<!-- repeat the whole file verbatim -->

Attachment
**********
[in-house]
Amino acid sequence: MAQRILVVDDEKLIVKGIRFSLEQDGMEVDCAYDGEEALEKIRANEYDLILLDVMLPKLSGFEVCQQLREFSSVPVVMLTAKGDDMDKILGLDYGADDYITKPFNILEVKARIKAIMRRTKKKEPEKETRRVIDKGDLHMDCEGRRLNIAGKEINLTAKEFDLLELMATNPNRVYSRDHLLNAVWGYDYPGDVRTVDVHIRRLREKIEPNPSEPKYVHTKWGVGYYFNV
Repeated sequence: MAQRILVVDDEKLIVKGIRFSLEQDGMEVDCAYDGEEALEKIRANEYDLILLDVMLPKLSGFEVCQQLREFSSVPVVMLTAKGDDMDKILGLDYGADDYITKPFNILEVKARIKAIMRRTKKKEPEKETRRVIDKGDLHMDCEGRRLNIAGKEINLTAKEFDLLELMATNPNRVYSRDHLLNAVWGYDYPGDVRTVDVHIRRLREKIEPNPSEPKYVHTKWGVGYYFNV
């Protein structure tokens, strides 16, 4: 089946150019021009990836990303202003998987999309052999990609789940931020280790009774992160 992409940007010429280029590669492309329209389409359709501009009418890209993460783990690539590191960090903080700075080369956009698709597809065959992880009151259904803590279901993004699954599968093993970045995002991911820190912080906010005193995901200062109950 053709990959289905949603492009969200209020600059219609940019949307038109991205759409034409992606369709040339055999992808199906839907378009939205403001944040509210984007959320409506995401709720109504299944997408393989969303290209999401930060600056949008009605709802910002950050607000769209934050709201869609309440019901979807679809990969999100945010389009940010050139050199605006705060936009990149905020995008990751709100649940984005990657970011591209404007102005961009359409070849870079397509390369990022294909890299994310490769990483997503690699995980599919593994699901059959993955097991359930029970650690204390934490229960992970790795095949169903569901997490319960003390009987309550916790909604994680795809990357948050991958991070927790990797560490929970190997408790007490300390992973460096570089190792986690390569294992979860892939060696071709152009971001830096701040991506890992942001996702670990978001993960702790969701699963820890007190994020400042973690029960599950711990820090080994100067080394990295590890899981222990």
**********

[in-house]
Amino acid sequence: MAQRILVVDDEKLIVKGIRFSLEQDGMEVDCAYDGEEALEKIRANEYDLILLDVMLPKLSGFEVCQQLREFSSVPVVMLTAKGDDMDKILGLDYGADDYITKPFNILEVKARIKAIMRRTKKKEPEKETRRVIDKGDLHMDCEGRRLNIAGKEINLTAKEFDLLELMATNPNRVYSRDHLLNAVWGYDYPGDVRTVDVHIRRLREKIEPNPSEPKYVHTKWGVGYYFNV
Repeated sequence: MAQRILVVDDEKLIVKGIRFSLEQDGMEVDCAYDGEEALEKIRANEYDLILLDVMLPKLSGFEVCQQLREFSSVPVVMLTAKGDDMDKILGLDYGADDYITKPFNILEVKARIKAIMRRTKKKEPEKETRRVIDKGDLHMDCEGRRLNIAGKEINLTAKEFDLLELMATNPNRVYSRDHLLNAVWGYDYPGDVRTVDVHIRRLREKIEPNPSEPKYVHTKWGVGYYFNV
């Protein structure tokens, strides 16, 4: 089946150019021009990836990303202003998987999309052999990609789940931020280790009774992160 992409940007010429280029590669492309329209389409359709501009009418890209993460783990690539590191960090903080700075080369956009698709597809065959992880009151259904803590279901993004699954599968093993970045995002991911820190912080906010005193995901200062109950 053709990959289905949603492009969200209020600059219609940019949307038109991205759409034409992606369709040339055999992808199906839907378009939205403001944040509210984007959320409506995401709720109504299944997408393989969303290209999401930060600056949008009605709802910002950050607000769209934050709201869609309440019901979807679809990969999100945010389009940010050139050199605006705060936009990149905020995008990751709100649940984005990657970011591209404007102005961009359409070849870079397509390369990022294909890299994310490769990483997503690699995980599919593994699901059959993955097991359930029970650690204390934490229960992970790795095949169903569901997490319960003390009987309550916790909604994680795809990357948050991958991070927790990797560490929970190997408790007490300390992973460096570089190792986690390569294992979860892939060696071709152009971001830096701040991506890992942001996702670990978001993960702790969701699963820890007190994020400042973690029960599950711990820090080994100067080394990295590890899981222990």